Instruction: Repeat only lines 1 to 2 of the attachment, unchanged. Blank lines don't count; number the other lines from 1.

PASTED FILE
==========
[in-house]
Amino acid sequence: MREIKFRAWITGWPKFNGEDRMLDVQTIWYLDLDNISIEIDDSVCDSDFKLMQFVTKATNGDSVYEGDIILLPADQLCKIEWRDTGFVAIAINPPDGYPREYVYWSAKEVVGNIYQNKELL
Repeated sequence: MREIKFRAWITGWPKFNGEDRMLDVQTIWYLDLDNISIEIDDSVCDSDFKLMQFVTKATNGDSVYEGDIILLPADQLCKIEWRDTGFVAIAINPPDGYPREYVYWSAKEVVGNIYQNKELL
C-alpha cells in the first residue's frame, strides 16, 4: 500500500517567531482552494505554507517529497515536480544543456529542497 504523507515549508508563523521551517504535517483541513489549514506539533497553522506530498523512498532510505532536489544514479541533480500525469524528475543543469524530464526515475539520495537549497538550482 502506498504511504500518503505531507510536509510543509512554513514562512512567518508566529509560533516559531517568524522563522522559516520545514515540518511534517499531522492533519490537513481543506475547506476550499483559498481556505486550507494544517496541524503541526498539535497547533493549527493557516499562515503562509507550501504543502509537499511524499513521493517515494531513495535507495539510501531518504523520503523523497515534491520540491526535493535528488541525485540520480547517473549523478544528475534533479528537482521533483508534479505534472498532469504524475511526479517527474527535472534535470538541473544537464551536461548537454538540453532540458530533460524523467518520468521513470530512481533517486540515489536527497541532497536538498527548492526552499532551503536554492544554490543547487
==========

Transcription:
[in-house]
Amino acid sequence: MREIKFRAWITGWPKFNGEDRMLDVQTIWYLDLDNISIEIDDSVCDSDFKLMQFVTKATNGDSVYEGDIILLPADQLCKIEWRDTGFVAIAINPPDGYPREYVYWSAKEVVGNIYQNKELL